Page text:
Red blood cells treated with the amustaline (S-303) pathogen reduction system: a transfusion study in cardiac surgery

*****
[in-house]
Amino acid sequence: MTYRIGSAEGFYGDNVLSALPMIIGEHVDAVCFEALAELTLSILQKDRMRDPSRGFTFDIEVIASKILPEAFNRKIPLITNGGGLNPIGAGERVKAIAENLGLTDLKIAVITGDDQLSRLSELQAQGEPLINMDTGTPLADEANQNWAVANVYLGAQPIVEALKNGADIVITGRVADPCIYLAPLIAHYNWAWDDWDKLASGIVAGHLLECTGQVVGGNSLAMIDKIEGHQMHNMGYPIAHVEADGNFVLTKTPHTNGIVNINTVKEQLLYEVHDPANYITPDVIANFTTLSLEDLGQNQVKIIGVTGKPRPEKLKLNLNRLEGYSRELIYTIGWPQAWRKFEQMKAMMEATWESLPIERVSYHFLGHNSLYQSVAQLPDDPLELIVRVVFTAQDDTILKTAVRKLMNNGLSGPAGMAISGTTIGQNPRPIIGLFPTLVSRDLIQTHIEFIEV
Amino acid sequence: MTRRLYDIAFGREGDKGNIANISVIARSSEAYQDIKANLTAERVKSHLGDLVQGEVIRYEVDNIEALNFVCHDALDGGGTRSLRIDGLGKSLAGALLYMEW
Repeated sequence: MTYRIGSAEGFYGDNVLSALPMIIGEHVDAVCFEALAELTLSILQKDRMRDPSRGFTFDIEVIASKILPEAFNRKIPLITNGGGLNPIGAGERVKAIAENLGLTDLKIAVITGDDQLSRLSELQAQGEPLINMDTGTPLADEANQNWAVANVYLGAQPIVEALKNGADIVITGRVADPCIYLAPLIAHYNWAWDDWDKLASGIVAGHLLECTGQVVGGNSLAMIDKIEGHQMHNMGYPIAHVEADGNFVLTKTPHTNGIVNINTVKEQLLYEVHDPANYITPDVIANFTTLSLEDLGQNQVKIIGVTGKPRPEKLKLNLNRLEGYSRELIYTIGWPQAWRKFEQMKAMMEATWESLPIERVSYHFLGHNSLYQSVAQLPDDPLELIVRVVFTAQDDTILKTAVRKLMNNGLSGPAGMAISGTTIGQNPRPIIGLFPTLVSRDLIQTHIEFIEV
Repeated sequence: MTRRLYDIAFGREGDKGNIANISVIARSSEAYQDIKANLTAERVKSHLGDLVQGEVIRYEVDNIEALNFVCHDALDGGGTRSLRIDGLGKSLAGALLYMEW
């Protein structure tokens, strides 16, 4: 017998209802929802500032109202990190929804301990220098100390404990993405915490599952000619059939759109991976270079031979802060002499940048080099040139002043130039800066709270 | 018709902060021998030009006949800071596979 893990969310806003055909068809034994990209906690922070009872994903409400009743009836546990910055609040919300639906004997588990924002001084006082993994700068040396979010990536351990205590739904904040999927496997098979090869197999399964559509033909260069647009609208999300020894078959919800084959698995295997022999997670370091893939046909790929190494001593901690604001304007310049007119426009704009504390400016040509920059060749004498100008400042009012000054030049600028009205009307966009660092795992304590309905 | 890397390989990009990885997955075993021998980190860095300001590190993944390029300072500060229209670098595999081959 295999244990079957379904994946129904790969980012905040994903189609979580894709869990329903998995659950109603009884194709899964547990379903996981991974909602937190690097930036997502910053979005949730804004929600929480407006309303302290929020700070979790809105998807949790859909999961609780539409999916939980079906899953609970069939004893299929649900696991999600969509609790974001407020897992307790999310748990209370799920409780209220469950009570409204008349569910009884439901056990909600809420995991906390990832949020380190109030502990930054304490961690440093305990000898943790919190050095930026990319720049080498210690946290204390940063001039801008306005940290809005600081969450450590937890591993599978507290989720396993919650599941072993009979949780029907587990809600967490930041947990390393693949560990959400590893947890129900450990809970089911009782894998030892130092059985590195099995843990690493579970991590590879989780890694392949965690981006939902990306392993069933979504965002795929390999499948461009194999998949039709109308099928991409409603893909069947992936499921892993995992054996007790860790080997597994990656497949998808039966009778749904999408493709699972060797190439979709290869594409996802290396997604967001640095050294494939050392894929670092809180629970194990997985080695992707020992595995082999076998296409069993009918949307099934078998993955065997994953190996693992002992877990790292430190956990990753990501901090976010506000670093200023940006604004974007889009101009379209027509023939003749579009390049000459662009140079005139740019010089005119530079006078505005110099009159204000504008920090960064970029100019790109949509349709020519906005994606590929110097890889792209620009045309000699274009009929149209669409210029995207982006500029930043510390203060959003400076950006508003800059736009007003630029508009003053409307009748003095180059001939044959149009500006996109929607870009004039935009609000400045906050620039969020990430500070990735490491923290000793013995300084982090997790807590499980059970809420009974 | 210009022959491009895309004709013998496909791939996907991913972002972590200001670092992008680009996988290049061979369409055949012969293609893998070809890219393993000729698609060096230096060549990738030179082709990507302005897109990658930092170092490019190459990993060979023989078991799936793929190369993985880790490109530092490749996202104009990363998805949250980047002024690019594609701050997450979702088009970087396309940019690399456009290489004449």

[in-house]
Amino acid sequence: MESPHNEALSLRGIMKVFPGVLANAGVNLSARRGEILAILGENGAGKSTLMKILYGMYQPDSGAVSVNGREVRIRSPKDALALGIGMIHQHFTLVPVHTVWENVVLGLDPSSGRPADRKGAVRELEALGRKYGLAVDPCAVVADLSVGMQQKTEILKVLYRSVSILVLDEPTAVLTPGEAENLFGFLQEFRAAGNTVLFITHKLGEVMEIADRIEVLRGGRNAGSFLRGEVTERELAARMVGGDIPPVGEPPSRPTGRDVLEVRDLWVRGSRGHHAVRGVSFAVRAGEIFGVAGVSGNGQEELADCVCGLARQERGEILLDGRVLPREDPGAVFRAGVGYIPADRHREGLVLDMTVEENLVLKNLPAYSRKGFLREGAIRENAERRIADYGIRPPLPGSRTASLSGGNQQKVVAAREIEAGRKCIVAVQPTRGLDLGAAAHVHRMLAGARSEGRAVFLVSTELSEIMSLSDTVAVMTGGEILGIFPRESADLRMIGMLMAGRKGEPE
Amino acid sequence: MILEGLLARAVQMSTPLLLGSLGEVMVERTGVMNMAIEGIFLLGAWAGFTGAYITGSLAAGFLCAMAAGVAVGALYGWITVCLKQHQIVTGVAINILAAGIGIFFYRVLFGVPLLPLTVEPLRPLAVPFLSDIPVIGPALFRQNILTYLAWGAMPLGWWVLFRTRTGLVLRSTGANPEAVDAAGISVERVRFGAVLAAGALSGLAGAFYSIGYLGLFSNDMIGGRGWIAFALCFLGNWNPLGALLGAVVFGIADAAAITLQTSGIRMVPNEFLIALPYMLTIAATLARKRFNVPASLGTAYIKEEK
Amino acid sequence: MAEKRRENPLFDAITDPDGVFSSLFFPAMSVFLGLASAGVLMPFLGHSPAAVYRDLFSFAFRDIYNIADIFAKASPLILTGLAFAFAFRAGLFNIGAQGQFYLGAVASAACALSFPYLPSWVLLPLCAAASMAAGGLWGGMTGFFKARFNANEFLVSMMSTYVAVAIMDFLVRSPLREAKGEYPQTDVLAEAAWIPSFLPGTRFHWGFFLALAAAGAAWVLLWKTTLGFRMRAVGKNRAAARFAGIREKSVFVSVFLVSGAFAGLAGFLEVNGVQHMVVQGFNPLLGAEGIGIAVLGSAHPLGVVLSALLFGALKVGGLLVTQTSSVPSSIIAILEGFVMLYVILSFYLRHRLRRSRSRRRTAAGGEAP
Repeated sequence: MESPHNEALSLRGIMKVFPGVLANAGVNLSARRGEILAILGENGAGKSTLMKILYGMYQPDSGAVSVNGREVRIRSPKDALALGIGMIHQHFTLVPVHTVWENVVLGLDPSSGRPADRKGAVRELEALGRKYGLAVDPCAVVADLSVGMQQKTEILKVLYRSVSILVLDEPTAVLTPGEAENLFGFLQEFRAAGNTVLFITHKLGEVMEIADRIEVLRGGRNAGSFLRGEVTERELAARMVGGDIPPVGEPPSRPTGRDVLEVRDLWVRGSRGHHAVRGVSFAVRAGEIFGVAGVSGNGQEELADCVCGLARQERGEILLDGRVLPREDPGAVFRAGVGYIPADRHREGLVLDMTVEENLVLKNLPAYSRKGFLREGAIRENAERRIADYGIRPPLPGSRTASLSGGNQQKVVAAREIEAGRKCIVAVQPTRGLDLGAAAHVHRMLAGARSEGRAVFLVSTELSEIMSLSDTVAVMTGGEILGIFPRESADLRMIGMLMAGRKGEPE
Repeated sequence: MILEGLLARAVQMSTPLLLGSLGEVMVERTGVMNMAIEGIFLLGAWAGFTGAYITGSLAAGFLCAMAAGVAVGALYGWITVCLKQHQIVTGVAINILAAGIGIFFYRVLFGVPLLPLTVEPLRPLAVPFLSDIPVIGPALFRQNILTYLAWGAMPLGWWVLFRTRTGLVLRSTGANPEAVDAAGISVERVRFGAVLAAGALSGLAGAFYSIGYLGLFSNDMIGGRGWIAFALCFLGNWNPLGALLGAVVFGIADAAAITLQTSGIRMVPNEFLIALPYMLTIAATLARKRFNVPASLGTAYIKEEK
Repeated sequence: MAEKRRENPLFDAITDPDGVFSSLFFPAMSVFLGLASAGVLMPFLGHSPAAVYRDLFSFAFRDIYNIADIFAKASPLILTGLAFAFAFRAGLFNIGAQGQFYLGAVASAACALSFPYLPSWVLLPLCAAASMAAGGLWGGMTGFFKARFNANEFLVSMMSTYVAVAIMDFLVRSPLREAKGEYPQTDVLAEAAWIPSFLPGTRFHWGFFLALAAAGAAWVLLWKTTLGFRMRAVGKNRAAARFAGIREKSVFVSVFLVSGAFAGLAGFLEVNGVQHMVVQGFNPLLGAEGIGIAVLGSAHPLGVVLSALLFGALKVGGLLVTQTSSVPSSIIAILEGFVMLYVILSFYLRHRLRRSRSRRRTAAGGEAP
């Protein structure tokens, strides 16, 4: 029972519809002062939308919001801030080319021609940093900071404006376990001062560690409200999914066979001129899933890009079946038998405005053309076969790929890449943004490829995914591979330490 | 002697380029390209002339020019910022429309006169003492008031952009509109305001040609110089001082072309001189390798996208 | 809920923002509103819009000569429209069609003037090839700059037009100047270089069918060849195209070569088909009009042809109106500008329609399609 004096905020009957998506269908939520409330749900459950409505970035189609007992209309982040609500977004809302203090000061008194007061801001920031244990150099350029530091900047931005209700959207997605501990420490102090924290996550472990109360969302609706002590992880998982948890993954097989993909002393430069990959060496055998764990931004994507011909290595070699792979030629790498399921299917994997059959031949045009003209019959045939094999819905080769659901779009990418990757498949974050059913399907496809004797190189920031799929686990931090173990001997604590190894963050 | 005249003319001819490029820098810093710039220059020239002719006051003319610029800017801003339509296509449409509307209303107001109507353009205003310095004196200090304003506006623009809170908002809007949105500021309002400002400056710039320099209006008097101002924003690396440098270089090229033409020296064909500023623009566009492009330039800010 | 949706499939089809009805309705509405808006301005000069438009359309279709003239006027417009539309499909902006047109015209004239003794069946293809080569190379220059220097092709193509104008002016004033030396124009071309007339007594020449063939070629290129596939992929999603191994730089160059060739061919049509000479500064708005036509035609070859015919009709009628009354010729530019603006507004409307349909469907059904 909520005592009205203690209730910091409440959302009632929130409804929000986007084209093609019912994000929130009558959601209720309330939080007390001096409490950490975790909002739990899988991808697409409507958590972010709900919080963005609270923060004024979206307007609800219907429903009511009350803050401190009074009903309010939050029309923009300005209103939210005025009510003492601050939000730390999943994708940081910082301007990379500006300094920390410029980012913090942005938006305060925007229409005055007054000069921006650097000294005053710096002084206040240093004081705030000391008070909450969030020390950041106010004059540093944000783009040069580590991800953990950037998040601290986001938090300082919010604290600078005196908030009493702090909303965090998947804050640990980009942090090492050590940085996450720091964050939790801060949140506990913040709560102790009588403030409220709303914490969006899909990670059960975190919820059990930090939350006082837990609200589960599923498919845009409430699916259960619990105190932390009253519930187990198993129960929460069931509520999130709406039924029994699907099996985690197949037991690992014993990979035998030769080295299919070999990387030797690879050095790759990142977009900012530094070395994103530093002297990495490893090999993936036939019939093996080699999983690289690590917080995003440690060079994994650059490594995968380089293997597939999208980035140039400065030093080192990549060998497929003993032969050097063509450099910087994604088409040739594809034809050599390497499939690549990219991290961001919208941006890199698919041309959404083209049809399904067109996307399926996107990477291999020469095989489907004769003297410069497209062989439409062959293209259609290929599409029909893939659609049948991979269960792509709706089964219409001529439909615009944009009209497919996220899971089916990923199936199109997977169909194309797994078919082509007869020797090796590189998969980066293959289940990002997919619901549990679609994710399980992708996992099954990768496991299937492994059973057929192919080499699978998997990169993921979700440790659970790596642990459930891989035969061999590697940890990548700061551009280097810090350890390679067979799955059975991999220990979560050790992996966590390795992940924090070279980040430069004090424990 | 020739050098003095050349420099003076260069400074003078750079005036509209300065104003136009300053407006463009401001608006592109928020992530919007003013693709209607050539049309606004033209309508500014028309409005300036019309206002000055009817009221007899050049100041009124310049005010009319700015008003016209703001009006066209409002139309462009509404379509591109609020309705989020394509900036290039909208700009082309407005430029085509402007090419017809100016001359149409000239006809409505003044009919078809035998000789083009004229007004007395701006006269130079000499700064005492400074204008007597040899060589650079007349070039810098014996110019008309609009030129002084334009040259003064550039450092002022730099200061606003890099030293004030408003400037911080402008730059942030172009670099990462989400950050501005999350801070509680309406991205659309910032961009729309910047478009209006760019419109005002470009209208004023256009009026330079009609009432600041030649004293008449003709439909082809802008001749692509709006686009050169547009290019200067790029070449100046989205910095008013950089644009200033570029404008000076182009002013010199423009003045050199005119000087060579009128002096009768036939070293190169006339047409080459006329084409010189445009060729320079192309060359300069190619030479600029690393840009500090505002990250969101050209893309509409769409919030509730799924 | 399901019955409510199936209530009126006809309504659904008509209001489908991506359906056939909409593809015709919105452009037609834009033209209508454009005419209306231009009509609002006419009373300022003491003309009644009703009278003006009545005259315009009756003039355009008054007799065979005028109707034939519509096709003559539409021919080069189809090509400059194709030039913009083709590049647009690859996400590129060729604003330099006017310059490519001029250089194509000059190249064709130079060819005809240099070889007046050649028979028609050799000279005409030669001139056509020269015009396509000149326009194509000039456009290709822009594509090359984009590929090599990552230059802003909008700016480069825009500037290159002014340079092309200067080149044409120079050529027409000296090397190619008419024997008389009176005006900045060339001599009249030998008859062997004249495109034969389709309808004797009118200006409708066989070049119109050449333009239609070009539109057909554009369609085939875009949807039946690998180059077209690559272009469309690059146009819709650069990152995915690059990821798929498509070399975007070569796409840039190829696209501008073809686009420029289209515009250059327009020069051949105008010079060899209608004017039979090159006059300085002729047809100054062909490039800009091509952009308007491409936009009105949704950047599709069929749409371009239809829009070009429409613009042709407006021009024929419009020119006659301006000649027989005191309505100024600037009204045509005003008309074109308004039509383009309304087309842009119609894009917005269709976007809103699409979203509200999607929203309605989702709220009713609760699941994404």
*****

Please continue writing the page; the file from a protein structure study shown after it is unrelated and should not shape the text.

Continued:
BACKGROUND Nucleic acid-targeted pathogen inactivation technology using amustaline (S-303) and glutathione (GSH) was developed to reduce the risk of transfusion-transmitted infectious disease and transfusion-associated graft-versus-host disease with red blood cell (RBC) transfusion. STUDY DESIGN AND METHODS A randomized, double-blind, controlled study was performed to assess the in vitro characteristics of amustaline-treated RBCs (test) compared with conventional (control) RBCs and to evaluate safety and efficacy of transfusion during and after cardiac surgery. The primary device efficacy endpoint was the postproduction hemoglobin (Hb) content of RBCs. Exploratory clinical outcomes included renal and hepatic failure, the 6-minute walk test (a surrogate for cardiopulmonary function), adverse events (AEs), and the immune response to amustaline-treated RBCs. RESULTS A total of 774 RBC unis were produced. Mean treatment difference in Hb content was -2.27 g/unit (95% confidence interval, -2.61 to -1.92 g/unit), within the prespecified equivalence margins (+/-5 g/unit) to declare noninferiority. Amustaline-treated RBCs met European guidelines for Hb content, hematocrit, and hemolysis. Fifty-one (25 test and 26 control) patients received study RBCs. There were no significant differences in RBC usage or other clinical outcomes. Observed AEs were within the spectrum expected for patients of similar age undergoing cardiovascular surgery requiring RBCs transfusion. No patients exhibited an immune response specific to amustaline-treated RBCs. CONCLUSION Amustaline-treated RBCs demonstrated equivalence to control RBCs for Hb content, have appropriate characteristics for transfusion, and were well tolerated when transfused in support of acute anemia. Renal impairment was characterized as a potential efficacy endpoint for pivotal studies of RBC transfusion in cardiac surgery.